The current global pandemic has the majority of us working from home, and for some this is a very new practice. But remote working has been around for years in certain sectors, and those leaders have learned lessons, sometimes the hard way, about what works and doesn’t. How can we fast-track our development to quickly adapt our remote leadership skills to lead in the current situation?
Firstly, it is important for leaders to adjust their mindset, and resist the temptation to rule out certain activities just because you can no longer see your team in front of you. Do you normally have a quick morning meeting in the office? Then don't cancel it, but use technology to connect virtually. We all know that a lot of interaction in the office happens at the coffee machine or staff kitchen, so a leader has to think differently about creating opportunities for informal check-ins as well. With schools out, many of your staff will be juggling work with parenting responsibilities, so make it clear that it’s okay to have some background noise of family life during your calls. This could also be a topic for informal discussion – sharing tips on home schooling, exercise, and keeping sane during this crisis! Sharing hobbies and activities can inject some fun into team discussions. Asking your team about the best time to schedule calls is also a consideration – working patterns have changed in response to this situation, so 9-5 is no longer the norm. A leader who has spent time thinking about what their team are going through will be much more considerate and accommodating.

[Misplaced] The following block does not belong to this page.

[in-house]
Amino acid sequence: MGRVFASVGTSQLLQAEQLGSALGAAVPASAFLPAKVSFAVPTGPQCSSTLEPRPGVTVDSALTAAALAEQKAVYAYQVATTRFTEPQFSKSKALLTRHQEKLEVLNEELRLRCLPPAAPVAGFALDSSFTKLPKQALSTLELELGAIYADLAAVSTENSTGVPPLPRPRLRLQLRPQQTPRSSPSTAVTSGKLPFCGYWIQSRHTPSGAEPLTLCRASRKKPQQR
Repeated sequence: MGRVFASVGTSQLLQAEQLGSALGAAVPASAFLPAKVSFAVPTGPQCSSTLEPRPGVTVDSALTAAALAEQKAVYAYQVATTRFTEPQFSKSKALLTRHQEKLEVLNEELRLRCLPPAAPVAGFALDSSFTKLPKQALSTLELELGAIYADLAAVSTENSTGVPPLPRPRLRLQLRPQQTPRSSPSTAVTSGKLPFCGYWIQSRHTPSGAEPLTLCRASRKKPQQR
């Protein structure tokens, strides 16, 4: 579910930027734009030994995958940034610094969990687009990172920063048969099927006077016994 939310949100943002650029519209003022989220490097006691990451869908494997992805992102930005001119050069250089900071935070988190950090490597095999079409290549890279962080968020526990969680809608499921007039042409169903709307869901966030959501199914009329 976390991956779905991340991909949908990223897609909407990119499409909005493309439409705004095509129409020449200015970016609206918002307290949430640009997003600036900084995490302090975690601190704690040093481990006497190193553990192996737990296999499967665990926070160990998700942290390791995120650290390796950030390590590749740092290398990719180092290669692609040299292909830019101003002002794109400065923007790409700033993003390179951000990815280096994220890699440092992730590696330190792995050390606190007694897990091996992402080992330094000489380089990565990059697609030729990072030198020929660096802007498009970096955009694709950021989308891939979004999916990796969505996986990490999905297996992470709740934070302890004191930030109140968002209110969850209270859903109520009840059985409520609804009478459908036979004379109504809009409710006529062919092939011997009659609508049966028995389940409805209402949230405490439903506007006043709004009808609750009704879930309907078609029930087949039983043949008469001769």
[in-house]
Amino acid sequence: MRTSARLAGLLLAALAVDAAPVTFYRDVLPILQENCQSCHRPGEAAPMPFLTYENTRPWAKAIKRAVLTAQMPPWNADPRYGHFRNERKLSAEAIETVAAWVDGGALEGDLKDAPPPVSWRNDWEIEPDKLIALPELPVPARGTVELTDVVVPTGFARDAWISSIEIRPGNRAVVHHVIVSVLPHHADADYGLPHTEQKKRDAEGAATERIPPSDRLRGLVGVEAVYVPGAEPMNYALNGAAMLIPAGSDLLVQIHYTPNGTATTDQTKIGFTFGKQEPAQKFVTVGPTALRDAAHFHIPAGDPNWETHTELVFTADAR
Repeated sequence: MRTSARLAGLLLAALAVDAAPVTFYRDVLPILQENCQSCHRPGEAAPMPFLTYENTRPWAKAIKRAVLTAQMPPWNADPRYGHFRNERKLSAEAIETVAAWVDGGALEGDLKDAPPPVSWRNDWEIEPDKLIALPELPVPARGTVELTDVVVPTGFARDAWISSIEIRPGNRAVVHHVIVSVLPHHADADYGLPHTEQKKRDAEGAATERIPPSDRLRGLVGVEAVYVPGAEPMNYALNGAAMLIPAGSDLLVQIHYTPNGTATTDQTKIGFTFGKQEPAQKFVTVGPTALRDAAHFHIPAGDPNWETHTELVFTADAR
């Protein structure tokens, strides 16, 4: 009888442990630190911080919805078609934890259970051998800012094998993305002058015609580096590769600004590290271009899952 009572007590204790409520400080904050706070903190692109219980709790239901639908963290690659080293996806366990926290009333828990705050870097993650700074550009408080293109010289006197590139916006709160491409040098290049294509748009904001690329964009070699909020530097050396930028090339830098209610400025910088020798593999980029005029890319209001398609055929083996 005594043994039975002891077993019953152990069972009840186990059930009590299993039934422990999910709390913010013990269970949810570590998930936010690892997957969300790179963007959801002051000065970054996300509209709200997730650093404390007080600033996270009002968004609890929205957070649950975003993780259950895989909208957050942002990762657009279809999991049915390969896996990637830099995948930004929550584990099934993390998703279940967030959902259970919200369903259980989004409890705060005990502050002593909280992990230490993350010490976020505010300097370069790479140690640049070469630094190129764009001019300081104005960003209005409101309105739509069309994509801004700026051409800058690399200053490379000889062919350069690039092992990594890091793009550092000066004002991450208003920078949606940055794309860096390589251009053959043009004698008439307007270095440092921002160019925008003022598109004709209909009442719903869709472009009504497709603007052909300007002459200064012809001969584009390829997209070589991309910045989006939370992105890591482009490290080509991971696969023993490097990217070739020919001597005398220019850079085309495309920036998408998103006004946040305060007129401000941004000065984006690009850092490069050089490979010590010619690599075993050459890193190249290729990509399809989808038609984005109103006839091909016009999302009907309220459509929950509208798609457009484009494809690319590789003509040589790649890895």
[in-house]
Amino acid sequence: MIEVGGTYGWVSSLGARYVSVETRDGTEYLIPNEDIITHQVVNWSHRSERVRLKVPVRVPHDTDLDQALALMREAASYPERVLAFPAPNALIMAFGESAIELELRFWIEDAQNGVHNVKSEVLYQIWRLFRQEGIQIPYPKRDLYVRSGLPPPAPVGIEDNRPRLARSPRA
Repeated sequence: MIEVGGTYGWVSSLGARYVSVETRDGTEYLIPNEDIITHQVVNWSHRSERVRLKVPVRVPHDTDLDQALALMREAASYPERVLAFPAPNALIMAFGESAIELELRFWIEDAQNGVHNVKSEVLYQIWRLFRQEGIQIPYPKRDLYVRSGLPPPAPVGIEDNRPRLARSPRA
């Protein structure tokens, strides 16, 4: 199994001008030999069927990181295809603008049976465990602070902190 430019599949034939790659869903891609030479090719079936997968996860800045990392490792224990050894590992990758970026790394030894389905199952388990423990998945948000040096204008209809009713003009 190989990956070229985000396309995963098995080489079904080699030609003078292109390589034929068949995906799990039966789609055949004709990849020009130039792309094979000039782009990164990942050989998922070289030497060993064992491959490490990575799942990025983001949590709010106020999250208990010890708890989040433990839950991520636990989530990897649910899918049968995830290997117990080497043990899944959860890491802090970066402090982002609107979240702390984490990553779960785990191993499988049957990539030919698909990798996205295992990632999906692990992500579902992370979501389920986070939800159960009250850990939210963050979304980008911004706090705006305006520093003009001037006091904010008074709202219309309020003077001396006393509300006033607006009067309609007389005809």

Those who have been leading remote teams for years know that the technology is critical to their success. Firms that have invested in the tools to connect virtual teams before this crisis are certainly a step ahead of those that are reactively scrambling to try new systems. If you have easy access to Teams, Skype, Zoom, Google Hangouts, or other collaborative tools, then use them!
A quick check-in and update from everyone on the team helps to avoid duplication of effort, and keeps the team on track and connected with projects. A business update from the leader can also be very reassuring for the team during this time of uncertainty. People are worried about the state of the economy, the business, and the impact on their jobs, so a leader needs to inform the team about how the organisation is coping, provide client updates, etc. An optimistic and honest response is best.
To keep everyone fully engaged during virtual team meetings, you may want to keep the meeting shorter and to the point, and vary the speaker. Turn on the webcams if possible, so that people are not tempted to ‘multi-task’ during the meeting. And while it is great to connect the entire team, don’t forget about one-to-ones during this period, too. Having a check-in with each member on their own is also very important, and provides an opportunity to listen, so that communication is not only one way.
Communication is key to successful team working, and this is still the case while working remotely. This takes extra effort on the part of the leader, but will pay dividends to get through this crisis - and you may just find that many of the new ways of working are worth continuing when we eventually get back to a new normal.